"isTestCommand": false,
        "showOutput": "always",
        "args": [],
        "problemMatcher": [
            "$jshint",
            "$jshint-stylish"
        ]
    },
    {
        "taskName": "vet-es",
        "isBuildCommand": false,
        "isTestCommand": true,
        "showOutput": "always",
        "args": [],
        "problemMatcher": [
            "$eslint-compact",
            "$eslint-stylish"
        ]
    },
    {
        "taskName": "--verbose",
        "isBuildCommand": false,
        "isTestCommand": false,
        "showOutput": "always",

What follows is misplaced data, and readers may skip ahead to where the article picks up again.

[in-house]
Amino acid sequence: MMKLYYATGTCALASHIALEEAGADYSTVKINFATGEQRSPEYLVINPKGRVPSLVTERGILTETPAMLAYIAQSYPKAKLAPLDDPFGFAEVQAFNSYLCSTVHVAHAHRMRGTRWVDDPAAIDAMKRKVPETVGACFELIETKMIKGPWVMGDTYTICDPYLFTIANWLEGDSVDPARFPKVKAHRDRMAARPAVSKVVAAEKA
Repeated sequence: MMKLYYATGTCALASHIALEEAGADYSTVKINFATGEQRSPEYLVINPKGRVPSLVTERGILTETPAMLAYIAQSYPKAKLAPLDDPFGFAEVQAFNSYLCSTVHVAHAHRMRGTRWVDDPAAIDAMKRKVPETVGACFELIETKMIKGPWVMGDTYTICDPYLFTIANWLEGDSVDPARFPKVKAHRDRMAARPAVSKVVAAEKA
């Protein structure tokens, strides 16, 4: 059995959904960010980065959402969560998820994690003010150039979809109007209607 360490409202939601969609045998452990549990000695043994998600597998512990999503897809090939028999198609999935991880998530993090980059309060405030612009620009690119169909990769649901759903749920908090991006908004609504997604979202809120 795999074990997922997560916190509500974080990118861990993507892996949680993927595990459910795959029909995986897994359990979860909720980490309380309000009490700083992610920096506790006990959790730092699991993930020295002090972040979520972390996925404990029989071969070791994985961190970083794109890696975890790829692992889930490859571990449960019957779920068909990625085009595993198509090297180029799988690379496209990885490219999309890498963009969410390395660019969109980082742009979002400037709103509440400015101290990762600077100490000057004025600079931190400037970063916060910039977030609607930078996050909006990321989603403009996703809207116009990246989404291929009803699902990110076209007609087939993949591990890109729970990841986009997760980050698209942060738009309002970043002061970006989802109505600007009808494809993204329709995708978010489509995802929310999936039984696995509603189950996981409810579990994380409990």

"args": [
            "vet"
        ],
        "problemMatcher": [
            "$jshint",
            "$jshint-stylish"
        ]
    },

Notice the first two tasks have isBuildCommand and isTestCommand set to 'true' which permits keyboard shortcuts mentioned above. The last task needs to have the argument and command name reversed, as of VSCode 0.5.0, in order to work. See this link.

USING VSCode Debug


You can you VSCode Debugger to Run Node.js apps and Start with the Play button and restart with the Circular Arrow. For that you need to configure your launch.json. If you just want to start/restart the app without debugging then set stoponentry to false. I usually have two, one for debug and one for run.

{
"version": "0.1.0",
// List of configurations. Add new configurations or edit existing ones.
// ONLY "node" and "mono" are supported, change "type" to switch.
"configurations": [
    {